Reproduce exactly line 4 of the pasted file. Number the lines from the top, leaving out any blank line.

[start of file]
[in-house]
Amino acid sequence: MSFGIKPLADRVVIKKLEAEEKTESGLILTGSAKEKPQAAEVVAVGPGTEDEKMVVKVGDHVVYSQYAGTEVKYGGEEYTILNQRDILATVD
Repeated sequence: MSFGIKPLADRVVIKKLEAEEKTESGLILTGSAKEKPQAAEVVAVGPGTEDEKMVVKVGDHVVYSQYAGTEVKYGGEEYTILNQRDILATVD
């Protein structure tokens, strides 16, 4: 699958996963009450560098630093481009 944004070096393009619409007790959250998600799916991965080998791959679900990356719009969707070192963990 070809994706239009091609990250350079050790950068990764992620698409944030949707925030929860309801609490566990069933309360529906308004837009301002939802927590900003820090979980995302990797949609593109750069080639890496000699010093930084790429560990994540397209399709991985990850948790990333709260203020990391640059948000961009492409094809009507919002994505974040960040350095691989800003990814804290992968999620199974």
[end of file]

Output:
């Protein structure tokens, strides 16, 4: 699958996963009450560098630093481009 944004070096393009619409007790959250998600799916991965080998791959679900990356719009969707070192963990 070809994706239009091609990250350079050790950068990764992620698409944030949707925030929860309801609490566990069933309360529906308004837009301002939802927590900003820090979980995302990797949609593109750069080639890496000699010093930084790429560990994540397209399709991985990850948790990333709260203020990391640059948000961009492409094809009507919002994505974040960040350095691989800003990814804290992968999620199974």